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Things to Remember When Staging Kids' Bedrooms

Posted by Justin Havre on Thursday, December 13th, 2018 at 8:50am.

tips for staging children's bedrooms Staging is always a nebulous part of the home buying process. There are decisions to make on color, furniture, personal items, and countless other things that need to be handled on a room-by-room basis. Bedrooms for children can be a bit of a landmine during the selling process. If they look too much like a kid actually lives in them, the mess or clutter may turn buyers away. Here are six tips to stage your children’s bedrooms in ways that will help keep them clean and appeal to buyers.

Thin Out the Toys

If you feel like your kids have a million toys you can barely keep out of chaos, home buyers will feel it at least twice as much. The best way to maintain a clear space is to get the number and size of the toys under control. Divide up the toys by frequency, separating out toys that your child needs every day, toys they only play with sometimes and items that could probably be sold, donated or given away. Purchase a few inexpensive bins to store excess toys. If the home-selling process takes longer than you expected, cycle out some things and bring others in. The bedrooms will feel larger and the kids will be happier with their toys as a result.

Conceal the Clutter

A room that is perfectly clean can still look terribly busy and cluttered. It is paradoxically easier to stage an infant’s or young toddler’s bedroom, because the toys are fairly large and fewer in number. Toys with small pieces or dozens of stuffed animals could really be an eyesore to an interested buyer. Invest in opaque bins and chests to keep toys. Use smaller, labeled bins and containers for small toys like Legos. A single set of cubbies or shelves with matching bins on a wall will look better than an overstuffed closet or a pile of boxes stacked in the corner.

Limit Toy Overflow

Your overall goal for home staging is to make each room look cohesive and complete. If there are children’s toys and equipment scattered in various rooms of the home, it will send a strong message that the kids’ bedrooms are too small to hold their stuff. Toy overflow also distracts from buyers imagining how they would use the space if they bought the home. When you must have equipment for babies or small children in the living room, confine it to a small number of things that can be easily replaced in the bedrooms or removed for storage during a showing. This will keep the space easier for your daily function, and make preparing to sell much simpler.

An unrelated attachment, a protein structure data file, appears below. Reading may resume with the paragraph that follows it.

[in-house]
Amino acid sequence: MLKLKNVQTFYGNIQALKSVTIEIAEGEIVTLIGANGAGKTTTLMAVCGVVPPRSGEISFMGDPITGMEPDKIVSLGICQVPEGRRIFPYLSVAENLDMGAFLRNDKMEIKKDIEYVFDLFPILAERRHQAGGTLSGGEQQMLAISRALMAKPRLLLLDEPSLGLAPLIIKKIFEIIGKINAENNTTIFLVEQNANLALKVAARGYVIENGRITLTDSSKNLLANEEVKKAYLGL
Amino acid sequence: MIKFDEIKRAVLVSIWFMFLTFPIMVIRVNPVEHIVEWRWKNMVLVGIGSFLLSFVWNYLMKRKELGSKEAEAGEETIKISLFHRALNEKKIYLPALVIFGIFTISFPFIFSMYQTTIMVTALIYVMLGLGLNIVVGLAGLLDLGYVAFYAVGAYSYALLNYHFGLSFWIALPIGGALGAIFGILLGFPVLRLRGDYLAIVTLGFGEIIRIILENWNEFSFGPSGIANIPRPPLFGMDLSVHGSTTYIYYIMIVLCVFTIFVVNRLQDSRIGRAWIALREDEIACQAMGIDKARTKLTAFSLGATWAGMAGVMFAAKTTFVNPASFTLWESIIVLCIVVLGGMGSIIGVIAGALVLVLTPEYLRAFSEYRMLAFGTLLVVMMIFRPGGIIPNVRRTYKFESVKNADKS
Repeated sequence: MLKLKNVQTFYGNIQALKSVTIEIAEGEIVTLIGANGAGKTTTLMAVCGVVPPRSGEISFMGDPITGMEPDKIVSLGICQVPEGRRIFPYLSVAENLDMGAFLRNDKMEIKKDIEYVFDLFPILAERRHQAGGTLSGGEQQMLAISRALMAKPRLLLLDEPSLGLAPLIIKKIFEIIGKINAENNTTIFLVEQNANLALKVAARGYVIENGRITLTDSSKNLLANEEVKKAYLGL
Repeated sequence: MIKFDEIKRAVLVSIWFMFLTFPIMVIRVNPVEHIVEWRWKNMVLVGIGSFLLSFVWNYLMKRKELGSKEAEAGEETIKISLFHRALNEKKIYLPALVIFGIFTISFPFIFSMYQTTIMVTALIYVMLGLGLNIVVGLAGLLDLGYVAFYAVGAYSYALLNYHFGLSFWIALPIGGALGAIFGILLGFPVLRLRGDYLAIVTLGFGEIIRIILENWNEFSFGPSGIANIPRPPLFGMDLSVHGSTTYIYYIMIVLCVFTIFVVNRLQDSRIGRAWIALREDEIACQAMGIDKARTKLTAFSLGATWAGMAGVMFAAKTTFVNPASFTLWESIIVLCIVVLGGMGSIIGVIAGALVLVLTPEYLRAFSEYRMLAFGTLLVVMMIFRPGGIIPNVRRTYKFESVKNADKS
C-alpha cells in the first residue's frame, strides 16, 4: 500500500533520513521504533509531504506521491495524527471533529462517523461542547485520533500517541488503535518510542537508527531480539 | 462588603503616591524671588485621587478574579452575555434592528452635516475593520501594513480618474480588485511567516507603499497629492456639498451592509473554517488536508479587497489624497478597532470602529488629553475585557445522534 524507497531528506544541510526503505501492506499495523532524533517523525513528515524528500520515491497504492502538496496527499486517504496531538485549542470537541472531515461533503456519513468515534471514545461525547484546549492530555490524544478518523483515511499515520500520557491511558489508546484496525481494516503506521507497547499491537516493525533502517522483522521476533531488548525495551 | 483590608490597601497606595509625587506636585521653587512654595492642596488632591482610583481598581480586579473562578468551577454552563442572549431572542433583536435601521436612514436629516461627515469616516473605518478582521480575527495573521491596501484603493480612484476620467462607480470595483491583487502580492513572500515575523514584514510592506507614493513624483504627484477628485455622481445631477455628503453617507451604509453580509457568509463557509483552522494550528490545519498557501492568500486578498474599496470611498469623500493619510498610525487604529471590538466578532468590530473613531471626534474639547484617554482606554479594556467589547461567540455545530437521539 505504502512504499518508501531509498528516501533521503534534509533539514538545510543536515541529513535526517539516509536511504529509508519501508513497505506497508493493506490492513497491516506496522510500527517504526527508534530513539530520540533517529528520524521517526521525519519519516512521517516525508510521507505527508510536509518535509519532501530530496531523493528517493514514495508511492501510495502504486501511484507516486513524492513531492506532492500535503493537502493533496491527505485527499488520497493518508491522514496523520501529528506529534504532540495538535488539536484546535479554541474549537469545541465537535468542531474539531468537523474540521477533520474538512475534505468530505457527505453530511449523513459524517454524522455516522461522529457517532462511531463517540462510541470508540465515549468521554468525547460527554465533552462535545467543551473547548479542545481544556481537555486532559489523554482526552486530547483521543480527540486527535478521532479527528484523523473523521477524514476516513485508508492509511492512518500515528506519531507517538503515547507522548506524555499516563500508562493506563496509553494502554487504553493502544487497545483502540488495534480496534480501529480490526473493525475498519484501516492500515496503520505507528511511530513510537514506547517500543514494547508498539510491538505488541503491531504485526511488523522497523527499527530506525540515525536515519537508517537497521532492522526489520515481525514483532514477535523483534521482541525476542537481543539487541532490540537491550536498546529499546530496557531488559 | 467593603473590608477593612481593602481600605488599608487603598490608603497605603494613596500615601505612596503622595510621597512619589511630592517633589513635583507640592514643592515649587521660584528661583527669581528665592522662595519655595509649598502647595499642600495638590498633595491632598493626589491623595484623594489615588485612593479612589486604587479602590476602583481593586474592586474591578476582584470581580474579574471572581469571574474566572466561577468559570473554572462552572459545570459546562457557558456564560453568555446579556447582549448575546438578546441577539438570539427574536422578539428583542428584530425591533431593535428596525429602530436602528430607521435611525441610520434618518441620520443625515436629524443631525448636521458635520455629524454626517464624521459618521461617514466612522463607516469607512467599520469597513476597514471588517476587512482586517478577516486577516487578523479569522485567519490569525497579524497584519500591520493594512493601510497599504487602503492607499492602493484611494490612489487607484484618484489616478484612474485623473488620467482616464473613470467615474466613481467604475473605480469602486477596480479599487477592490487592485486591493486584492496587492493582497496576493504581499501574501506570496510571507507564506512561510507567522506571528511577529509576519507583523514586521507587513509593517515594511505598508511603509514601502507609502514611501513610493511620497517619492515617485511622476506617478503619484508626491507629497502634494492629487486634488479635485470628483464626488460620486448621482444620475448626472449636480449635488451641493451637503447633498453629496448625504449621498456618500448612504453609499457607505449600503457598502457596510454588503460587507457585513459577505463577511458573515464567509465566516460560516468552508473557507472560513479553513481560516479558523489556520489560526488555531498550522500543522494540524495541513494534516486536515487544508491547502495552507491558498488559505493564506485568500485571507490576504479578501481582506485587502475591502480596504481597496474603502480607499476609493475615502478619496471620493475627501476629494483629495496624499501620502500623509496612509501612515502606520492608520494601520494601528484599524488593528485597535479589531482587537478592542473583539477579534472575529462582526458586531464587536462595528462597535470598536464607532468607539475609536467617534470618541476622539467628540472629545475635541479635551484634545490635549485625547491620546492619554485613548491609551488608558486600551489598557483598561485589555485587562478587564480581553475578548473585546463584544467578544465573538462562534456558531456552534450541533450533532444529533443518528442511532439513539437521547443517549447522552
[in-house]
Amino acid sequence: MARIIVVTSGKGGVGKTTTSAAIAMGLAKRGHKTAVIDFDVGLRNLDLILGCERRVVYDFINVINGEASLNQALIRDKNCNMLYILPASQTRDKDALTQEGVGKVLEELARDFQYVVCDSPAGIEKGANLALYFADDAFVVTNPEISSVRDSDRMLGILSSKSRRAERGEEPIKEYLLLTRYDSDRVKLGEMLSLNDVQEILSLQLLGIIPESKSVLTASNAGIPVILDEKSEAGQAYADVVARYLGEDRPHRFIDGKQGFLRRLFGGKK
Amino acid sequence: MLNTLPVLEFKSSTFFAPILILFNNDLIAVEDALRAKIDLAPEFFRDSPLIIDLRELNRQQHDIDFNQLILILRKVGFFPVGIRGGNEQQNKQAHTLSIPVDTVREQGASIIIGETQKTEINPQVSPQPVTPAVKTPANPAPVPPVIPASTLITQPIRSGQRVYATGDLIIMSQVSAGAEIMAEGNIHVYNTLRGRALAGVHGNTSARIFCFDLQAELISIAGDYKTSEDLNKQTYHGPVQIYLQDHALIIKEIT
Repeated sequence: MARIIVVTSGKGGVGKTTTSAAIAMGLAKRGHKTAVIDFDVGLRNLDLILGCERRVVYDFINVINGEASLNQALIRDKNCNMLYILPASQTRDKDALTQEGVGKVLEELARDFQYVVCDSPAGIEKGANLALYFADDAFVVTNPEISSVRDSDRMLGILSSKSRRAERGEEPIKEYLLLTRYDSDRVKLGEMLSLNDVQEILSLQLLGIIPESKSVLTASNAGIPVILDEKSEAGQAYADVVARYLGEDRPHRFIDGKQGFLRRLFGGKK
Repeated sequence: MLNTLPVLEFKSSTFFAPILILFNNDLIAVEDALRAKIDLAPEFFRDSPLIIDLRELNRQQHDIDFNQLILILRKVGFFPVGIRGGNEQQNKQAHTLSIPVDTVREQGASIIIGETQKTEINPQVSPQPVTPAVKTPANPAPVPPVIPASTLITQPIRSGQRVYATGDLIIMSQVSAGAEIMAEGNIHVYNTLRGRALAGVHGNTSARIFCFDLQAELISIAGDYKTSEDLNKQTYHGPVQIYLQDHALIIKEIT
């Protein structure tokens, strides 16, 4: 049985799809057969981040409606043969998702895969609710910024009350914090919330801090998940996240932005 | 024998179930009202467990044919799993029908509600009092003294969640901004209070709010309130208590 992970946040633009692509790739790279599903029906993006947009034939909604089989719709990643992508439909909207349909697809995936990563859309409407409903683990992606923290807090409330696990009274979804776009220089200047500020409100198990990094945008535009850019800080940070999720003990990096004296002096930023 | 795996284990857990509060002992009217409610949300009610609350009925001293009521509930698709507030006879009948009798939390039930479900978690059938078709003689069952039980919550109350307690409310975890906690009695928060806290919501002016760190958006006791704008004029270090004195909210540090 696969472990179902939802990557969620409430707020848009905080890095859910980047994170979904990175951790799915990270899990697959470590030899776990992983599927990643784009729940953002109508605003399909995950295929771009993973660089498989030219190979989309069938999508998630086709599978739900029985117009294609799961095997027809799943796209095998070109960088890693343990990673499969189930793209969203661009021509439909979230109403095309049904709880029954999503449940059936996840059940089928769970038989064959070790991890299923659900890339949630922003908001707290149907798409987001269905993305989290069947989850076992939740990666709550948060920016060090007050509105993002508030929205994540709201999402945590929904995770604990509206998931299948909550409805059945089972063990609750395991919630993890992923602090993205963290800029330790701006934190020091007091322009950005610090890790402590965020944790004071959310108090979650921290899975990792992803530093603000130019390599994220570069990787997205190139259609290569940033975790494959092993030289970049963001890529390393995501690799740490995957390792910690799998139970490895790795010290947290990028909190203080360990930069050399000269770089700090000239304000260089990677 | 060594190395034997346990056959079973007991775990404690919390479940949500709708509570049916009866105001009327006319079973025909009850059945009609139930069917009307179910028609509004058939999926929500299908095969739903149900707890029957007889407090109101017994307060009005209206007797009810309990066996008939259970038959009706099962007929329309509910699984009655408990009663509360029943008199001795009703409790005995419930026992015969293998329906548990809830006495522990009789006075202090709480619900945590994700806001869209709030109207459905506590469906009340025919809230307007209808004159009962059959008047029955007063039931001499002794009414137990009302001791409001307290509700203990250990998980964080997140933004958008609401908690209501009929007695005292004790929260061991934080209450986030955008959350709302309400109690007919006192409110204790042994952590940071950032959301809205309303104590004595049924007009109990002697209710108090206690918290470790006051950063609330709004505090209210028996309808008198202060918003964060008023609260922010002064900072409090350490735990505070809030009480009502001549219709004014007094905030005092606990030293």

Select an Appropriate Color Palette

The way you design the room depends largely on your target audience. If you believe that the typical buyer for your home does not have children, you may want to choose colors for walls and furniture that are more muted, and in line with 2017 neutral color trends. However, when buyers are coming to see a home ideal for families, you may have a little wiggle room. Opt for a lively green or another natural hue, but be wary of making the theme too trendy or niche-specific. Classic but generic themes like sports, fairy tales or famous children’s book characters tend to do well without alienating anyone.

Take Advantage of Natural Lighting

Staging kid’s rooms is about much more than furniture placement and making cosmetic repairs, as ample natural lighting is also a key ingredient that will appeal to buyers. The benefits of natural lighting such as getting better sleep, incidents of higher productivity and substantial mood improvements are well documented, making natural light particularly important for children.

Beyond the physical and emotional benefits of natural light, kid’s rooms will look far more appealing and inviting to potential buyers. Open up any window treatments such as blinds or curtains and let the light in when showing the home. If for some reason the room lacks windows, there are artificial lights that can mimic natural lighting for the purpose of showings. Consider adding these specialty bulbs in ceiling lights and other types of lamps in the room.

Stage Small Spaces Effectively

Unless your kids’ bedrooms are particularly spacious, you need to follow standard operating procedures for staging small rooms. This means that you need to emphasize space, organization, and lighting. Ditch the full-size bunk beds in favor of a single twin with a trundle bed. Select a smaller nightstand and a child-sized desk. Maximize the storage in the closet without overcrowding it. Choose lightweight window coverings that can be opened fully to maximize the natural lighting. Add a spotlight for the desk and a small floor lamp in the corner to improve visibility, particularly if the window is small.

Upgrade the Playroom

You may use a spare bedroom as a playroom, but you want to make sure that the space also appeals to the largest possible range of buyers. While plenty of people coming to look at your home have children, they may not all be hoping for a princess play area for preschoolers. Give your playroom a refresh, with organization that can conceal the age-specific toys. Add equipment that would be useful for the entire family, such as an entertainment system and adult-sized seating. This way, buyers will see it as an extension of the living areas, instead of a room limited to small children.

When you are selling a home with kids, you need to make sure their bedrooms appeal to all kinds of buyers. With these home staging tips, you can avoid annoying buyers who do not have children, while showing families that your home could be perfect for their needs.

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